3. The childproof dispenser of claim 1 wherein said vertical track and horizontal track are located on the inside of said cap member and the protrusion is located on the outside of the top portion of said elongated tubular body and said cap member and said elongated tubular body are telescopically interconnected by said cap member being fitted over the top portion of said elongated tubular body.
4. The childproof dispenser of claim 1 wherein said elongated tubular body has a circular cross section.
Description
BACKGROUND OF THE INVENTION

1. Field of the Invention

The present invention is directed to a child resistant dispenser for pills or similar articles and more particularly for a portable dispenser which is both child resistant and convenient to the user. It involves the use of a telescoping cap member and elongated tubular body with orifices which are not aligned when the dispenser is closed and which requires relative horizontal movement and then telescoping or vertical movement to achieve alignment of the cap and the body orifices for dispensing.

2. Prior Art Statement

The use of dispensers with openings in a cap and a main body which must be aligned to achieve dispensing or with cap openings which telescope relative to main bodies of dispensers in order to open a dispensing orifice are well known. Thus, U.S. Pat. No. 2,256,257 to Dukehart, issued in 1941 shows a basically tubular structure with a solid cap which has a first, closed position wherein a dispensing orifice is blocked off by the wall of the tube itself and a telescoping upward, second position whereby the orifice in the cap is opened to the top of the tube so as to permit dispensing. In 1944, U.S. Pat. No. 2,352,066 issued to Apfelbaum for a dispensing container which includes a tubular member and a cap with an orifice wherein the tubular member includes an orifice at its top and the cap member has an orifice which can only be aligned by horizontal rotation of the cap relative to the body.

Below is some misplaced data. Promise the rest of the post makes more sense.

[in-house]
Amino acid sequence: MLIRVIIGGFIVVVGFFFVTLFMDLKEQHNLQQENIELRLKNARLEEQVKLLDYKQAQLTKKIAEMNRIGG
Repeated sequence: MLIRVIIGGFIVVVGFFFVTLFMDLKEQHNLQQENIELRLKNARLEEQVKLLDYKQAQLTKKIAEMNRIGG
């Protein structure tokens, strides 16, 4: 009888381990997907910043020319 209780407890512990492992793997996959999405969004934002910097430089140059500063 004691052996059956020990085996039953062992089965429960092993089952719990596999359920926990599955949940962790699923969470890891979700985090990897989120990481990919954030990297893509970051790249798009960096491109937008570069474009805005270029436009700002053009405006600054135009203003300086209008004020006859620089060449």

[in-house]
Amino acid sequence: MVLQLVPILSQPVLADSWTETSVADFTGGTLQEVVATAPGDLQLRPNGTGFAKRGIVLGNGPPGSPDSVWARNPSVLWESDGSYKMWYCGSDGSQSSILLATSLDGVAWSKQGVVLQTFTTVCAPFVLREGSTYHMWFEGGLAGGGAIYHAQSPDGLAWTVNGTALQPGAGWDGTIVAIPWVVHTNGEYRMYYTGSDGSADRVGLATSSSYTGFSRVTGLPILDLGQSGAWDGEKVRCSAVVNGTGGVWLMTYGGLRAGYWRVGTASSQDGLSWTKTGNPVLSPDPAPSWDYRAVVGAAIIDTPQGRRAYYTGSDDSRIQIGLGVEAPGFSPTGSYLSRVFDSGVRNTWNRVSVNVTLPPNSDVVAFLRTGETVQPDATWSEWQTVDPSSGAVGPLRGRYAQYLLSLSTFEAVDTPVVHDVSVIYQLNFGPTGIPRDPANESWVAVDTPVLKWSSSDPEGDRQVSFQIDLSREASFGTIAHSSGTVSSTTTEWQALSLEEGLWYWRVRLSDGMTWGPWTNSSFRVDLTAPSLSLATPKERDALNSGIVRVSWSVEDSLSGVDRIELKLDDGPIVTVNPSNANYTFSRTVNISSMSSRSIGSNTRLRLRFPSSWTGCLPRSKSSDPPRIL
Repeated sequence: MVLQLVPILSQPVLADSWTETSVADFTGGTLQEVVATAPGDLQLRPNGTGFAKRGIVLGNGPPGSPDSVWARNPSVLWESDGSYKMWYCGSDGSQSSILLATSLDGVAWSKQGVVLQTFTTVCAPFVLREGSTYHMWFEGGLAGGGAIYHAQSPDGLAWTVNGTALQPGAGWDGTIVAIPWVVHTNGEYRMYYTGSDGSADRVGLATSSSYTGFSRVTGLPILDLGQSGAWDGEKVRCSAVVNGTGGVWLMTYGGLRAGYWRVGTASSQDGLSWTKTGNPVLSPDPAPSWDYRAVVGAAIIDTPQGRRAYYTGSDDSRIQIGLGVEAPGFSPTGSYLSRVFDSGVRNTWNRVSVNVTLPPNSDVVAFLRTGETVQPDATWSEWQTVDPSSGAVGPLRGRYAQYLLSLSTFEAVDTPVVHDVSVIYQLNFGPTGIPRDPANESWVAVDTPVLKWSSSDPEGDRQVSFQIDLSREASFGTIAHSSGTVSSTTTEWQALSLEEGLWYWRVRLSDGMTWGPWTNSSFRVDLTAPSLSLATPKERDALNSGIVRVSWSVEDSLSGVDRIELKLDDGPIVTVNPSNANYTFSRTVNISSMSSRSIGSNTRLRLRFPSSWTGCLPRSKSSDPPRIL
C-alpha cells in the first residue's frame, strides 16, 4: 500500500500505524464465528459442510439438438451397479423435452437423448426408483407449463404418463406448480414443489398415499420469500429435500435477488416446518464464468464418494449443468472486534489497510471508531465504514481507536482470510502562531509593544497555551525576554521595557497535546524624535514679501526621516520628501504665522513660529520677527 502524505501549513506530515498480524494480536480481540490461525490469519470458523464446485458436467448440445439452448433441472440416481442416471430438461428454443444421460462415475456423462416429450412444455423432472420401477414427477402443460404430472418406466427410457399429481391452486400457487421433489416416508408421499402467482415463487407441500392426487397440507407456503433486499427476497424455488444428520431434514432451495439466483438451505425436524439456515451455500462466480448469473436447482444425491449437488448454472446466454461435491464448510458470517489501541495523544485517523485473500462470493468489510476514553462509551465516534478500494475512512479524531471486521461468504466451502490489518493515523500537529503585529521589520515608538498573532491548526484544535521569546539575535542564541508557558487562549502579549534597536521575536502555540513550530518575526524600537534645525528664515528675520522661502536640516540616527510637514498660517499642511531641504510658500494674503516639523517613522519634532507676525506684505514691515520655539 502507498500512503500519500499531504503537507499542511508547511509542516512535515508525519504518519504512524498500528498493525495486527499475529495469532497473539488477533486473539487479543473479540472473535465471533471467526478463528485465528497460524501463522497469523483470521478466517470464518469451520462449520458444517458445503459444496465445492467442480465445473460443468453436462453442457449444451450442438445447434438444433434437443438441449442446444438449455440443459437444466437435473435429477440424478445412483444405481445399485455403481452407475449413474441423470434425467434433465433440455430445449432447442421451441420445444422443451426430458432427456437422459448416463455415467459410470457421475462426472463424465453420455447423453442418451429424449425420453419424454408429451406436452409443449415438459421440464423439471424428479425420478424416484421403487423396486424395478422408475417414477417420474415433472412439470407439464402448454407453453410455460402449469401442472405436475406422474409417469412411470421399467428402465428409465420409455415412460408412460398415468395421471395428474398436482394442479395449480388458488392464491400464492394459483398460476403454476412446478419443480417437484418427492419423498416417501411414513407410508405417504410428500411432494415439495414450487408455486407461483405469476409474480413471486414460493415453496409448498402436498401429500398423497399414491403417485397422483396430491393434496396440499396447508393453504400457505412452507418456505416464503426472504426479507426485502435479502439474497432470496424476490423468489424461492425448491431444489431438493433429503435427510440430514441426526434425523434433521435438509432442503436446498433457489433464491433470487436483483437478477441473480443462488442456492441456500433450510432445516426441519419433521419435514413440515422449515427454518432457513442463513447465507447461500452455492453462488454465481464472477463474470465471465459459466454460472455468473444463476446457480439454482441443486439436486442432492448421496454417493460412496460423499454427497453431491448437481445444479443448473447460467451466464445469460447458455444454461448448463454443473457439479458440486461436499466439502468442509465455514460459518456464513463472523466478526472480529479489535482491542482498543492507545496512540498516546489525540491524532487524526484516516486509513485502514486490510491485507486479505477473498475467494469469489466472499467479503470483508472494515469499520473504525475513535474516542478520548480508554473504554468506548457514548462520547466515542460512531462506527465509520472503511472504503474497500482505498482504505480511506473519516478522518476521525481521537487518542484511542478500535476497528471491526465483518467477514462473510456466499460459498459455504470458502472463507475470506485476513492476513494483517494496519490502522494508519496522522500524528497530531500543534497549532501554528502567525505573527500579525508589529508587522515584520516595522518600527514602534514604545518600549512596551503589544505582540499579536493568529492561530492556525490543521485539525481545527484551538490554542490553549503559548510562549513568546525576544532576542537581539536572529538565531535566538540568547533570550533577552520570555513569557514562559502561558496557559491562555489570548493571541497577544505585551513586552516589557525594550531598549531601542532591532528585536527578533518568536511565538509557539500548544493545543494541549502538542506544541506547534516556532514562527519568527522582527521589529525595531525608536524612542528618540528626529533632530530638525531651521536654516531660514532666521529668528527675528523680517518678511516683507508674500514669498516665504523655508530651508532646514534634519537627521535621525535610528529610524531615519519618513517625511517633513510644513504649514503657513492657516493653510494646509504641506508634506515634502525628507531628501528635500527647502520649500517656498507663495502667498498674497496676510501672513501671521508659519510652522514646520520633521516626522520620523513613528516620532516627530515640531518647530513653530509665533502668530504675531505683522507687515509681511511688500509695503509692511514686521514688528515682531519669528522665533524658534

In 1969, U.S. Pat. No. 3,471,056 was issued to Kovac which describes an article dispenser with a reciprocating injector. A telescoping bottom/top arrangement permitted an opened and closed position for ejecting individual pills by pressing one side of the container so as to eject the pill out of a slot on the other side of the container. A pill dispenser patent was issued in 1973 to Glenn Kerr as U.S. Pat. No. 3,762,539. This patent describes a pill dispenser which has a plastic tube with a cap which has a spring biasing means and a twist and lock mechanism. The orifices in the tube and the cap are superimposed to dispense pills in a single twist and lock position and are separated so as to close off the orifices and retain the pills in a second position. Basically, a J type channel is used in conjunction with a protrusion so that there is a single resting position at the bottom tip of the J for a closed dispenser and a second position at the upper part of the beginning of the J for a dispensing position. This patent teaches the use of a spring so that if a child were to inadvertantly rotate the cap along the base of the J the spring would automatically open up the pill dispenser by virtue of automatic vertical alignment of the orifices in the cap and in the tube.

U.S. Pat. No. 4,154,365 describes a dispensing container which involves the use of two containers or receptacles, one within the other with each having an opening in its walls and arranged such that the openings are aligned by vertical movement of an outer and inner tube. In one embodiment, a childproof slip ring (FIG. 18) is included which requires alignment of the ring along with alignment of the two dispensing tubes to enable the user to actually dispense a pill.